Tom Morey, inventor of boogie board, dies at 86

California

SAN DIEGO — Tom Morey, the inventor of the boogie board and surfing legend, died Thursday, according to his family. He was 86.

“A time to CELEBRATE his life and not be sorry please,” his son Sol Morey wrote in a Facebook post. “THIS IS A MOMENT OF Spreading the stoke of the ocean and love of music.”

Born in Detroit, Michigan in 1935, Morey made his mark in California by first graduating from the University of California.

The San Diego surfboard shop Gordon & Smith Surfboards, who Morey signed a deal with to help produce the boogie board, said in a Facebook post the boogie board idea surfaced in 1972.

“Tom came up with the ‘Waterskate’ a futuristic looking board with a concave deck and steep thick rails turned out to be a best seller for years,” G&S Surfboards wrote. “(Tom’s) ‘Watersnake’ would go on to be called the ‘boogie board’ where he sold over 20 million of them making him a fortune.”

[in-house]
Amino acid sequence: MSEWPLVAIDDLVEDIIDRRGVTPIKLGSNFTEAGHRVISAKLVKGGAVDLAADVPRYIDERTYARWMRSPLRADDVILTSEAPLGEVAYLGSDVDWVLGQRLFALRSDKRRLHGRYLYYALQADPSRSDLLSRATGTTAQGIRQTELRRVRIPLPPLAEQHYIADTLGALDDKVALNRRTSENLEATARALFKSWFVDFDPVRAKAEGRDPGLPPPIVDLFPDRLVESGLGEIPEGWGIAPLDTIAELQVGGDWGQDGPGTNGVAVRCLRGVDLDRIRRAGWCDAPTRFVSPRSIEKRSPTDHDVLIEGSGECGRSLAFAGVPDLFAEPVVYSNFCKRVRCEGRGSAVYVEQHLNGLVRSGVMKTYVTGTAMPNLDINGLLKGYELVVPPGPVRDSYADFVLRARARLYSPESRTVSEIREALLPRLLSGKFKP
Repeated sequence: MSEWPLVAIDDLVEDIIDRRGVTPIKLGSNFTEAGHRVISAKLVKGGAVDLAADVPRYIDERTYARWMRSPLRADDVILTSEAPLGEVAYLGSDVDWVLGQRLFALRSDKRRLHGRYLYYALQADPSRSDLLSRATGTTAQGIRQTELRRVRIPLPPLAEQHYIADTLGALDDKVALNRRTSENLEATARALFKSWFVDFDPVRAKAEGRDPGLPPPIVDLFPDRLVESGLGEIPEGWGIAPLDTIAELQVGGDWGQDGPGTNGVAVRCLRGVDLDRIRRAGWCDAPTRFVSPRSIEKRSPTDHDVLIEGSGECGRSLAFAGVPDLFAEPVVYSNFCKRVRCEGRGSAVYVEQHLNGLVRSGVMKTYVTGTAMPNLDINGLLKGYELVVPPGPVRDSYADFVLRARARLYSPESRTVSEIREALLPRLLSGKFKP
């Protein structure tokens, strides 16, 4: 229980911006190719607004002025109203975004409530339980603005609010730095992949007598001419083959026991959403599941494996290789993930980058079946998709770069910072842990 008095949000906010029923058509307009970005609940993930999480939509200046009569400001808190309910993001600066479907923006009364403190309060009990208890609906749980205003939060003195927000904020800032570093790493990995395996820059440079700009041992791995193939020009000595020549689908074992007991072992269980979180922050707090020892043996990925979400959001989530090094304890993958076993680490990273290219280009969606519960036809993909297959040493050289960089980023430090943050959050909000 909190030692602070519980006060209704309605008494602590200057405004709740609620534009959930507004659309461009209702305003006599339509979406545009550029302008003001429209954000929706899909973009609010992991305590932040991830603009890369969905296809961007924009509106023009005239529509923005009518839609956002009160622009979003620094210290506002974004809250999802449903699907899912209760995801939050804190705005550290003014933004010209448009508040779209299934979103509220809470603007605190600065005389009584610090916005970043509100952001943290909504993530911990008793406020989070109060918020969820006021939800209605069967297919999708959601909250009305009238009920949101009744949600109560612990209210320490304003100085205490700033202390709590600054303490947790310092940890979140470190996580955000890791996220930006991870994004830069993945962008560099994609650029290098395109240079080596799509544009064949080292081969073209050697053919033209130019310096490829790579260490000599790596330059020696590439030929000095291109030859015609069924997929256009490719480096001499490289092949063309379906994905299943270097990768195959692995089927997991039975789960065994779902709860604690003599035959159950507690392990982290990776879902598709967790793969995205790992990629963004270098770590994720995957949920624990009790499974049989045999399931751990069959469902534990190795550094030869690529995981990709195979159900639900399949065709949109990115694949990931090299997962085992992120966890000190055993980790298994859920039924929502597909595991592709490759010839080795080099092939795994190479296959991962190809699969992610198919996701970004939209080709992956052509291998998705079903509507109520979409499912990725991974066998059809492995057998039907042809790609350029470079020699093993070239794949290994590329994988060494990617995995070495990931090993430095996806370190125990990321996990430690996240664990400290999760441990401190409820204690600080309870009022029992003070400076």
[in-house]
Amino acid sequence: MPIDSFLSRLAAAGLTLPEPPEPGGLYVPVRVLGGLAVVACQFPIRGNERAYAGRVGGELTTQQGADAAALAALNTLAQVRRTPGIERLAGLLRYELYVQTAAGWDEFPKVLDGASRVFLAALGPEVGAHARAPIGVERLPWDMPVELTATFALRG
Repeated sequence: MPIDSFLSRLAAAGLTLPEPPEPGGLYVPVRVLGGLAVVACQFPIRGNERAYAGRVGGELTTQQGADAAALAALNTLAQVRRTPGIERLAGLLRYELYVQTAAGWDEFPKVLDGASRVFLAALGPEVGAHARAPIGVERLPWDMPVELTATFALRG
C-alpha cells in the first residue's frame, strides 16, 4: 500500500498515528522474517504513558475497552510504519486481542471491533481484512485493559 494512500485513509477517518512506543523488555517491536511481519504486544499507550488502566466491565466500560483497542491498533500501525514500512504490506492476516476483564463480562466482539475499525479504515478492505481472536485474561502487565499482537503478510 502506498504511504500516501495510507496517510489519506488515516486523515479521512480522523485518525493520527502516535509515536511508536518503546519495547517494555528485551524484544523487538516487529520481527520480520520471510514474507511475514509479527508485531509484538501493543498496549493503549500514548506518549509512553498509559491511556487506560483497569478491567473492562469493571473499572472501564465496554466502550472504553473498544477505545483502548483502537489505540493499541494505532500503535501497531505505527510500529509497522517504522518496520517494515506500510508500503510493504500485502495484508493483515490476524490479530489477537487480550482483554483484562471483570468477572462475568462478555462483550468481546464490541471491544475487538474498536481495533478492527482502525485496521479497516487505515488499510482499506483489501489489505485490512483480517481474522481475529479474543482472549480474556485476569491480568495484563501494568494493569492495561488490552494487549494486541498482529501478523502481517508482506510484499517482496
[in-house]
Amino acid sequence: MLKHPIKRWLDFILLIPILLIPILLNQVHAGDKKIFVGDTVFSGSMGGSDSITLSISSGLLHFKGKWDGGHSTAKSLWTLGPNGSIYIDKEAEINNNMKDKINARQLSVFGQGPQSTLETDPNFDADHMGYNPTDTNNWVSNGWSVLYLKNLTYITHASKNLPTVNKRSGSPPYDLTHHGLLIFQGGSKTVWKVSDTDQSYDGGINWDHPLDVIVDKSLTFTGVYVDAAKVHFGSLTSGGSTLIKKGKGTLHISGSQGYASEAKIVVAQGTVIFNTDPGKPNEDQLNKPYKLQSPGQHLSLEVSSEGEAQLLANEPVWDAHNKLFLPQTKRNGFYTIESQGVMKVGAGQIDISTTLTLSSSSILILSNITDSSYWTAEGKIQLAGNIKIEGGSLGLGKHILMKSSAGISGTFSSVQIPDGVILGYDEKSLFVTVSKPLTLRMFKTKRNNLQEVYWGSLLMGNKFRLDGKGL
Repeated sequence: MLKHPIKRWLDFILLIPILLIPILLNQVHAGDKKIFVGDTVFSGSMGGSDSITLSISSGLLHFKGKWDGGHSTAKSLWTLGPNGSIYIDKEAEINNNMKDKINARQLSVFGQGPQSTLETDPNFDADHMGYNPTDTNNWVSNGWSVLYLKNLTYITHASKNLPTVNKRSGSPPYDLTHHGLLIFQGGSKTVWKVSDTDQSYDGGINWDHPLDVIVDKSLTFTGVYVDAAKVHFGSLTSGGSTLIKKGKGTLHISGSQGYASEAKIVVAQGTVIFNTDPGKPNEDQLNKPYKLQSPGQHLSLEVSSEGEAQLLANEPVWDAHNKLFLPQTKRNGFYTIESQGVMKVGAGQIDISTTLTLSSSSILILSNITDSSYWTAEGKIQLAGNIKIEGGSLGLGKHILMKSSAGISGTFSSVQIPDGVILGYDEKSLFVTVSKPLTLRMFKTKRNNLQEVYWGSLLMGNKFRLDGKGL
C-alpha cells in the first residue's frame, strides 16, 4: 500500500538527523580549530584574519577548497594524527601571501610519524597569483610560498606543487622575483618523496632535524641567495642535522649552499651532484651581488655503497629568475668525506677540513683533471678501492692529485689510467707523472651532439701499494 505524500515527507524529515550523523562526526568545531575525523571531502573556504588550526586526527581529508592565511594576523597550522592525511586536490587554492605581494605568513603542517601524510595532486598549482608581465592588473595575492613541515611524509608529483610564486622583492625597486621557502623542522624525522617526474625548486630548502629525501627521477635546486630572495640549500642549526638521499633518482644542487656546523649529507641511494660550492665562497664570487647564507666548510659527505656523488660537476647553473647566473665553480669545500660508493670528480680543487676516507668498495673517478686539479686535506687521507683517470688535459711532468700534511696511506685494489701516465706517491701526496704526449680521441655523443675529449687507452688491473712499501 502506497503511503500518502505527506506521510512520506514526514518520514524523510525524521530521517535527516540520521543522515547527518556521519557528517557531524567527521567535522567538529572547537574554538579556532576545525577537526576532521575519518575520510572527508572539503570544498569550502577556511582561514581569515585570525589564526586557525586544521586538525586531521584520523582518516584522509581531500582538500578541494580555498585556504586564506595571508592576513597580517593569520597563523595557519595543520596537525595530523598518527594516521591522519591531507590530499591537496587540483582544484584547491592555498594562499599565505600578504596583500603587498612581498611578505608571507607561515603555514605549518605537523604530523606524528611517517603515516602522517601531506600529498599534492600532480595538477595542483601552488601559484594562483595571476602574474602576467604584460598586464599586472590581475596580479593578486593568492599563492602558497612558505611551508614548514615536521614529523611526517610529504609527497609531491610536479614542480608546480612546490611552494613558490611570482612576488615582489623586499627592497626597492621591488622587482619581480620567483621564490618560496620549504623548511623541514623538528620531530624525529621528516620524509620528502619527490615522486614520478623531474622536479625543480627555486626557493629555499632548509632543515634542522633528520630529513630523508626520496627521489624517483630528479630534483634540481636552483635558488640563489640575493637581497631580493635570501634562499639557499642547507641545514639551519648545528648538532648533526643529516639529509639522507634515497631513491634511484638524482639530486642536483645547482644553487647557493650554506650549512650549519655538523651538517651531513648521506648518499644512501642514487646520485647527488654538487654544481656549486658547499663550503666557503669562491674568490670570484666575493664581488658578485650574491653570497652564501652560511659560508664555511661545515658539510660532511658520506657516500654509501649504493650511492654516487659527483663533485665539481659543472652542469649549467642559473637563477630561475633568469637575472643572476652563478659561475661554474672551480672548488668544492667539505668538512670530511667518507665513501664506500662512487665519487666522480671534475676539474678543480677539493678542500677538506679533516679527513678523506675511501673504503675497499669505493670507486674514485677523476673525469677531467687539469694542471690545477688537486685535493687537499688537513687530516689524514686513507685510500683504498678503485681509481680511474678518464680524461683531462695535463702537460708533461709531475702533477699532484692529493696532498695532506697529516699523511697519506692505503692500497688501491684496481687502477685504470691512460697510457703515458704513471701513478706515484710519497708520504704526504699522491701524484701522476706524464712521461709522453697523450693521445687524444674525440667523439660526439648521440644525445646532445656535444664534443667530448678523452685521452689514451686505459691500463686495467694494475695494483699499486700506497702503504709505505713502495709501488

California Surf Museum remembered Morey as the “Ben Franklin of the surfing world,” a “jack of all trades.”

“A board designer, scientist, musician, philosopher, entrepreneur, and not least an excellent surfer, Morey was an influence in a nearly every aspect of surfing,” the museum stated in a memoriam on their website.

Morey’s résumé also included creating the Invitational Nose Riding Championships, the first professional surfing contest, held at Ventura Point, according to California Surf Museum.

“A prominent surfboard designer and innovator, he invented the ‘Wing Tip,’ a Coaund Lift nose, and created the first polypropylene fin and first commercial interchangeable fin system,” the museum said. “His Morey-Pope shapes are sought after boards to this day.”

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